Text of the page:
Ensemble Classification Model

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An Ensemble Classification Model is a ensemble model that is a complex classification model.




  • (Wikipedia, 2017) ⇒ https://en.wikipedia.org/wiki/Decision_tree_learning#Decision_tree_types Retrieved:2017-10-15.
    • Decision trees used in data mining are of two main types:
      • Classification tree analysis is when the predicted outcome is the class to which the data belongs.
      • Regression tree analysis is when the predicted outcome can be considered a real number (e.g. the price of a house, or a patient's length of stay in a hospital).
    • The term Classification And Regression Tree (CART) analysis is an umbrella term used to refer to both of the above procedures, first introduced by Breiman et al.[1] Trees used for regression and trees used for classification have some similarities - but also some differences, such as the procedure used to determine where to split.[1]

      Some techniques, often called ensemble methods, construct more than one decision tree:

      • Boosted trees Incrementally building an ensemble by training each new instance to emphasize the training instances previously mis-modeled. A typical example is AdaBoost. These can be used for regression-type and classification-type problems. [2] [3]
      • Bootstrap aggregated (or bagged) decision trees, an early ensemble method, builds multiple decision trees by repeatedly resampling training data with replacement, and voting the trees for a consensus prediction. [4]
      • Rotation forest - in which every decision tree is trained by first applying principal component analysis (PCA) on a random subset of the input features. [5]

        A special case of a decision tree is a decision list, which is a one-sided decision tree, so that every internal node has exactly 1 leaf node and exactly 1 internal node as a child (except for the bottommost node, whose only child is a single leaf node). While less expressive, decision lists are arguably easier to understand than general decision trees due to their added sparsity, permit non-greedy learning methods and monotonic constraints to be imposed.

        Decision tree learning is the construction of a decision tree from class-labeled training tuples. A decision tree is a flow-chart-like structure, where each internal (non-leaf) node denotes a test on an attribute, each branch represents the outcome of a test, and each leaf (or terminal) node holds a class label. The topmost node in a tree is the root node.

        There are many specific decision-tree algorithms. Notable ones include:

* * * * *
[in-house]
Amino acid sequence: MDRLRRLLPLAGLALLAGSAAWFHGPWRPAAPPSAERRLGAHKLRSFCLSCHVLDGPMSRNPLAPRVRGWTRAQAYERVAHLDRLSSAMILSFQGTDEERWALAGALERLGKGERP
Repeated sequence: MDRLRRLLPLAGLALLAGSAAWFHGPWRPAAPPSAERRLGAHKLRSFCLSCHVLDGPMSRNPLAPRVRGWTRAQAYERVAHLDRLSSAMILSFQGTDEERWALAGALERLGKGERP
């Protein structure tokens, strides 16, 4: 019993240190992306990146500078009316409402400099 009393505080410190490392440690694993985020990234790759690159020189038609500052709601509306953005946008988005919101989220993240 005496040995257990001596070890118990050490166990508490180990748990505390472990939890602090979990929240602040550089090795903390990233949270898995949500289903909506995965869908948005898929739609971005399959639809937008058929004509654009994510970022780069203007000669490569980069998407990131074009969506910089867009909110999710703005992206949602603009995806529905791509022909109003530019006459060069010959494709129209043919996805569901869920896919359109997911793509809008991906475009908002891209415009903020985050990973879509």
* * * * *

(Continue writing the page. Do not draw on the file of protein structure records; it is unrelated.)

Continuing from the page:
• ID3 (Iterative Dichotomiser 3) * C4.5 (successor of ID3)
      • CART (Classification And Regression Tree)
      • CHAID (CHi-squared Automatic Interaction Detector). Performs multi-level splits when computing classification trees.
      • MARS: extends decision trees to handle numerical data better.
      • Conditional Inference Trees. Statistics-based approach that uses non-parametric tests as splitting criteria, corrected for multiple testing to avoid overfitting. This approach results in unbiased predictor selection and does not require pruning.[6] [7]
    • ID3 and CART were invented independently at around the same time (between 1970 and 1980), yet follow a similar approach for learning decision tree from training tuples.
  1. 1.0 1.1 Breiman, Leo; Friedman, J. H.; Olshen, R. A.; Stone, C. J. (1984). Classification and regression trees. Monterey, CA: Wadsworth & Brooks/Cole Advanced Books & Software. ISBN 978-0-412-04841-8.
  2. Friedman, J. H. (1999). Stochastic gradient boosting. Stanford University.
  3. Hastie, T., Tibshirani, R., Friedman, J. H. (2001). The elements of statistical learning : Data mining, inference, and prediction. New York: Springer Verlag.
  4. Breiman, L. (1996). Bagging Predictors. "Machine Learning, 24": pp. 123-140.
  5. Rodriguez, J.J. and Kuncheva, L.I. and Alonso, C.J. (2006), Rotation forest: A new classifier ensemble method, IEEE Transactions on Pattern Analysis and Machine Intelligence, 28(10):1619-1630.
  6. Hothorn, T.; Hornik, K.; Zeileis, A. (2006). “Unbiased Recursive Partitioning: A Conditional Inference Framework". Journal of Computational and Graphical Statistics. 15 (3): 651–674. JSTOR 27594202. doi:10.1198/106186006X133933.
  7. Strobl, C.; Malley, J.; Tutz, G. (2009). “An Introduction to Recursive Partitioning: Rationale, Application and Characteristics of Classification and Regression Trees, Bagging and Random Forests". Psychological Methods. 14 (4): 323–348. doi:10.1037/a0016973.